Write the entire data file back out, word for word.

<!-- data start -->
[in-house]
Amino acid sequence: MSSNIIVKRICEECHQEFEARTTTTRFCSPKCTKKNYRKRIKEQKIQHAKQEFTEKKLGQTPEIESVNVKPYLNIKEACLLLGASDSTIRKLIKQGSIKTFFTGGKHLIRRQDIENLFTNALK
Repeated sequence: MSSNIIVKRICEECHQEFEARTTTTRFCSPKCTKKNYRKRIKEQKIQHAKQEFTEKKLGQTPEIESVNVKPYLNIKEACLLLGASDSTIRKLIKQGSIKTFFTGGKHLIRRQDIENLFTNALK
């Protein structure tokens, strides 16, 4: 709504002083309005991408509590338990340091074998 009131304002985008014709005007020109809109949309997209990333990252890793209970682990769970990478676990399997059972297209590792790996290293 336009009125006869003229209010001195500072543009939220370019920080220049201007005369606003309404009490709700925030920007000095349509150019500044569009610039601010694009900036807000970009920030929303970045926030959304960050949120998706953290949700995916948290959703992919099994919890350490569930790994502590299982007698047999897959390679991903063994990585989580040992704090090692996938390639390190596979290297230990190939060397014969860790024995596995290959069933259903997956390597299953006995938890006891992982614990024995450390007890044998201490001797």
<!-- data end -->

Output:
[in-house]
Amino acid sequence: MSSNIIVKRICEECHQEFEARTTTTRFCSPKCTKKNYRKRIKEQKIQHAKQEFTEKKLGQTPEIESVNVKPYLNIKEACLLLGASDSTIRKLIKQGSIKTFFTGGKHLIRRQDIENLFTNALK
Repeated sequence: MSSNIIVKRICEECHQEFEARTTTTRFCSPKCTKKNYRKRIKEQKIQHAKQEFTEKKLGQTPEIESVNVKPYLNIKEACLLLGASDSTIRKLIKQGSIKTFFTGGKHLIRRQDIENLFTNALK
């Protein structure tokens, strides 16, 4: 709504002083309005991408509590338990340091074998 009131304002985008014709005007020109809109949309997209990333990252890793209970682990769970990478676990399997059972297209590792790996290293 336009009125006869003229209010001195500072543009939220370019920080220049201007005369606003309404009490709700925030920007000095349509150019500044569009610039601010694009900036807000970009920030929303970045926030959304960050949120998706953290949700995916948290959703992919099994919890350490569930790994502590299982007698047999897959390679991903063994990585989580040992704090090692996938390639390190596979290297230990190939060397014969860790024995596995290959069933259903997956390597299953006995938890006891992982614990024995450390007890044998201490001797």